If Persky had a history of letting people from wealthy families or his Alma-mater off with soft sentences one could argue that he has an issue with being biased. The evidence suggests otherwise, so it is rather odd to attack him as engaging in a double standard. It is more bizarre, however, to cry foul over Persky issuing an apparently fair sentence because in the previous case he failed to do so. At this point, the complaint is that he essentially did the right thing.

Is that the argument people truly wish to make?

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7 thoughts on “Controversial judge’s noncontroversial decision sparks controversy

  1. Pingback: Controversial judge’s noncontroversial decision sparks controversy – Manosphere.org

  2. Two words, words that you’ve used often in the last few months: Cognitive. Dissonance. It isn’t about history, it’s about now. Unless they pay attention because they genuinely care, the average person can’t tell you any of the details about the last outrage. It’s only THIS outrage. I imagine the majority of people protesting this decision genuinely believe what they’re saying, but in two weeks won’t even remember the circumstances except in a vague sort of way.

    Cognitive. Dissonance.

  3. He was in a “damned if you do, damned it you don’t” scenario. Give a light sentence and the criticism from before continues. Give a heavier sentence, and he looks racist. Having said that, Turner’s sentence should have been much stiffer – this is a conundrum of Persky’s own making.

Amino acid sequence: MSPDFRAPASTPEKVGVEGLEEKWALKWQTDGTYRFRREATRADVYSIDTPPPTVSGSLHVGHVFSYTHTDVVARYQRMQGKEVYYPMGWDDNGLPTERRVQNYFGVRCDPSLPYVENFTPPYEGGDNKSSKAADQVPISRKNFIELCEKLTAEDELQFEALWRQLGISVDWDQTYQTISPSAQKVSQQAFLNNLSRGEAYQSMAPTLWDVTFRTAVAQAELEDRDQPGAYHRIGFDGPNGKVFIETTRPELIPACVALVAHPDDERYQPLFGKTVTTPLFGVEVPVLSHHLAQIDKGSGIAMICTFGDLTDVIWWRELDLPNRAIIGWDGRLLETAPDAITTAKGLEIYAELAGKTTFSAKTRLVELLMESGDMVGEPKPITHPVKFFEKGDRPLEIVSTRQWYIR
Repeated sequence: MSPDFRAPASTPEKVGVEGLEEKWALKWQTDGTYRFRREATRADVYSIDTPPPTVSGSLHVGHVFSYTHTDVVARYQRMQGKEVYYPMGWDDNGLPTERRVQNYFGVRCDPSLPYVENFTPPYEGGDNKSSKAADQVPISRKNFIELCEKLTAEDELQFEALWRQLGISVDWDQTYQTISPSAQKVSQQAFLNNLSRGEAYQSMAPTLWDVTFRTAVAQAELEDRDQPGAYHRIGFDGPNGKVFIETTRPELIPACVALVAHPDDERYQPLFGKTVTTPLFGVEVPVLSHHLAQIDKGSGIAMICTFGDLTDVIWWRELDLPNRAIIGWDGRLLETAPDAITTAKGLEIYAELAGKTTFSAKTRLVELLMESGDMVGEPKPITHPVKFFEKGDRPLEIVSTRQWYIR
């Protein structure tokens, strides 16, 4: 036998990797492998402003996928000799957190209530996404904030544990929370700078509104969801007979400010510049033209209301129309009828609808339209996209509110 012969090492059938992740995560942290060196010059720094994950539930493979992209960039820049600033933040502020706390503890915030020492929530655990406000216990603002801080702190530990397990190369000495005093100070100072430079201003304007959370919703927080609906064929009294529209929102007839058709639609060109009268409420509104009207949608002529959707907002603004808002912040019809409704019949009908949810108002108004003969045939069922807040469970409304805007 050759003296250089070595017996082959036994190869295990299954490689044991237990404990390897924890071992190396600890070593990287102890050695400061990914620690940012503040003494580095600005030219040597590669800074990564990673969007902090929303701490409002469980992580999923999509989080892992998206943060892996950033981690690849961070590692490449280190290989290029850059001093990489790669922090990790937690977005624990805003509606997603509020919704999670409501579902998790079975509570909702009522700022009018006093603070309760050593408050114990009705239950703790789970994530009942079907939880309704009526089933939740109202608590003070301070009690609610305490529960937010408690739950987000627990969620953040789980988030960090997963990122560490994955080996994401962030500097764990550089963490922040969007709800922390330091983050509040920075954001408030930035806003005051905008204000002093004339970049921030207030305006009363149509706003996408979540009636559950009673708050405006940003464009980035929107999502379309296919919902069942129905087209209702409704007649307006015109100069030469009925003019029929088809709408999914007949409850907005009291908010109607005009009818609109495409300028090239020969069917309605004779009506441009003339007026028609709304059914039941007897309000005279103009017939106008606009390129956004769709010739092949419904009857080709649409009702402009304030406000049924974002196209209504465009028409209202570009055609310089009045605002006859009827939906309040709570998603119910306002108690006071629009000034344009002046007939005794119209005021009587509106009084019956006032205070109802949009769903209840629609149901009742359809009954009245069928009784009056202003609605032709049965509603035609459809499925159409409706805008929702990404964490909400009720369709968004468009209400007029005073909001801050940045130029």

4. And it never occurs to EITHER of you to question WHY the parole board issued their opinion about Turner – why Perskey, known as tough but fair – would go along with it.
    Just remember, despite the screaming h eadlines, the guy was not convicted of rape.
    The guy is also appealing his sentence.

    Sometimes there is alot more to these things than meets the eye – or the sensationalistic biased, press.

    And yes, I’m accusing the press in general of being biased against anyone accused of certain crimes. Sexual assault is a big one. Almost never are court documents examined. If you read hundreds of these stories you will find that WHEN THEY ARE – it’s almost always the court records/statements of the Prosecution.

    Add to that the long-standing practice of protecting accusers identities that most of the press (on and offline) follows slavishly (even after acquittal most publications STILL will not publish names. Hell, few publish retractions for moralizing editorials at the accused’s expense or biased articles) and it begins to look like these are our modern day lynchings.